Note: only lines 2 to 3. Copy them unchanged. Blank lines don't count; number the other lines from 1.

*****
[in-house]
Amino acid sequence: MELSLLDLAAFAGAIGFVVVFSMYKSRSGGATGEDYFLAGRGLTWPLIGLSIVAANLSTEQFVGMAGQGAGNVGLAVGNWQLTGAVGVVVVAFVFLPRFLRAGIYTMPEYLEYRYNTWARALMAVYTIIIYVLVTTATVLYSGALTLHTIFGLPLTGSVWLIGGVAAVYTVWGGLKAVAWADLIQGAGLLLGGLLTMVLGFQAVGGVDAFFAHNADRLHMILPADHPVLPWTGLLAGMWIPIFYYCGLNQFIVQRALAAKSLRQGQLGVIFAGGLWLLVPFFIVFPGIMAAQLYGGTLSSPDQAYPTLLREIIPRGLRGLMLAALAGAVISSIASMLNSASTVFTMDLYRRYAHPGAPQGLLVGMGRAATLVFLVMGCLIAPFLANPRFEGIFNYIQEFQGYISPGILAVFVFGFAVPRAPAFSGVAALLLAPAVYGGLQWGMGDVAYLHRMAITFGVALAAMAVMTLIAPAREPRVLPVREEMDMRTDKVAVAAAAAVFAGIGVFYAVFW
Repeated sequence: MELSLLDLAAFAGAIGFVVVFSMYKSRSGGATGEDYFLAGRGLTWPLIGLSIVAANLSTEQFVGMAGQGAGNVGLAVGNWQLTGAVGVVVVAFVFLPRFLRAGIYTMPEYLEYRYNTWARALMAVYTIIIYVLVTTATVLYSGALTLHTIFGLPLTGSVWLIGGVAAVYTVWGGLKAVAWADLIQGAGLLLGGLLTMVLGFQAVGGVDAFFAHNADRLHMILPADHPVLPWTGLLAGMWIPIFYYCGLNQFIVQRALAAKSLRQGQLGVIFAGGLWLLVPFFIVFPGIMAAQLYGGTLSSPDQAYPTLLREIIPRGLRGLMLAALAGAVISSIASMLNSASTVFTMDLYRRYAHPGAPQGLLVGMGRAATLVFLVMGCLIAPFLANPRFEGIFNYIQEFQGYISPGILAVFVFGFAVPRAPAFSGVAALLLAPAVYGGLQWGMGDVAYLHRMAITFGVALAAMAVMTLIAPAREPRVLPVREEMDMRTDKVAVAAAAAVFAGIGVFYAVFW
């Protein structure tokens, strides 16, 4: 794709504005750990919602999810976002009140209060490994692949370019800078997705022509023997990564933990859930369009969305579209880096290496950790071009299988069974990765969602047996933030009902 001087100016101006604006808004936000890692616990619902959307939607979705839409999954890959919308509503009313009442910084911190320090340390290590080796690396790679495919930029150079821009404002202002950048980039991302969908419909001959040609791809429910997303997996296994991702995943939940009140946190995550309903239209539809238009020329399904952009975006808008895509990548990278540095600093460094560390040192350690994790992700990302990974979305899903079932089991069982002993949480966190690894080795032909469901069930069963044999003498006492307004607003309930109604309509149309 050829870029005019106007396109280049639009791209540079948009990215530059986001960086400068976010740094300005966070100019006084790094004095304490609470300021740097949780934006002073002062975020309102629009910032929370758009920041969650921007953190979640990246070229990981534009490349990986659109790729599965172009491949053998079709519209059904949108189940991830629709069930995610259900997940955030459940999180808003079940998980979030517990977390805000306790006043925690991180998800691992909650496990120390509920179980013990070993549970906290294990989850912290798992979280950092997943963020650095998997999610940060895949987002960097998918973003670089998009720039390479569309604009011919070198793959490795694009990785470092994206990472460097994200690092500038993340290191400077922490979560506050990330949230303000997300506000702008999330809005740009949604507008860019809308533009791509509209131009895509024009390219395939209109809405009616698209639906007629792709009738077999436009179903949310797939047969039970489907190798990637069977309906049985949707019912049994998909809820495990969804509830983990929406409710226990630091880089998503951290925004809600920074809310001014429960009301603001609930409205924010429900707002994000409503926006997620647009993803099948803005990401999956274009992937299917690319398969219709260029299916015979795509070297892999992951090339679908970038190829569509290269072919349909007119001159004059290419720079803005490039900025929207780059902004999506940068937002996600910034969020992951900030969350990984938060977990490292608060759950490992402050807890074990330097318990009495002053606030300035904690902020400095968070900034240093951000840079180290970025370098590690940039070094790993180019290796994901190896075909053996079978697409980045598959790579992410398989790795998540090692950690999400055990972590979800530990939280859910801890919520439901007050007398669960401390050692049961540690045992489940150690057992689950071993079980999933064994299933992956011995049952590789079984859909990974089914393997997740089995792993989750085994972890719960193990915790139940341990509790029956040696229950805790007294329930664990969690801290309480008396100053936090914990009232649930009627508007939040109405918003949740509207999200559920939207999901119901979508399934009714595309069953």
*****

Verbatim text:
Amino acid sequence: MELSLLDLAAFAGAIGFVVVFSMYKSRSGGATGEDYFLAGRGLTWPLIGLSIVAANLSTEQFVGMAGQGAGNVGLAVGNWQLTGAVGVVVVAFVFLPRFLRAGIYTMPEYLEYRYNTWARALMAVYTIIIYVLVTTATVLYSGALTLHTIFGLPLTGSVWLIGGVAAVYTVWGGLKAVAWADLIQGAGLLLGGLLTMVLGFQAVGGVDAFFAHNADRLHMILPADHPVLPWTGLLAGMWIPIFYYCGLNQFIVQRALAAKSLRQGQLGVIFAGGLWLLVPFFIVFPGIMAAQLYGGTLSSPDQAYPTLLREIIPRGLRGLMLAALAGAVISSIASMLNSASTVFTMDLYRRYAHPGAPQGLLVGMGRAATLVFLVMGCLIAPFLANPRFEGIFNYIQEFQGYISPGILAVFVFGFAVPRAPAFSGVAALLLAPAVYGGLQWGMGDVAYLHRMAITFGVALAAMAVMTLIAPAREPRVLPVREEMDMRTDKVAVAAAAAVFAGIGVFYAVFW
Repeated sequence: MELSLLDLAAFAGAIGFVVVFSMYKSRSGGATGEDYFLAGRGLTWPLIGLSIVAANLSTEQFVGMAGQGAGNVGLAVGNWQLTGAVGVVVVAFVFLPRFLRAGIYTMPEYLEYRYNTWARALMAVYTIIIYVLVTTATVLYSGALTLHTIFGLPLTGSVWLIGGVAAVYTVWGGLKAVAWADLIQGAGLLLGGLLTMVLGFQAVGGVDAFFAHNADRLHMILPADHPVLPWTGLLAGMWIPIFYYCGLNQFIVQRALAAKSLRQGQLGVIFAGGLWLLVPFFIVFPGIMAAQLYGGTLSSPDQAYPTLLREIIPRGLRGLMLAALAGAVISSIASMLNSASTVFTMDLYRRYAHPGAPQGLLVGMGRAATLVFLVMGCLIAPFLANPRFEGIFNYIQEFQGYISPGILAVFVFGFAVPRAPAFSGVAALLLAPAVYGGLQWGMGDVAYLHRMAITFGVALAAMAVMTLIAPAREPRVLPVREEMDMRTDKVAVAAAAAVFAGIGVFYAVFW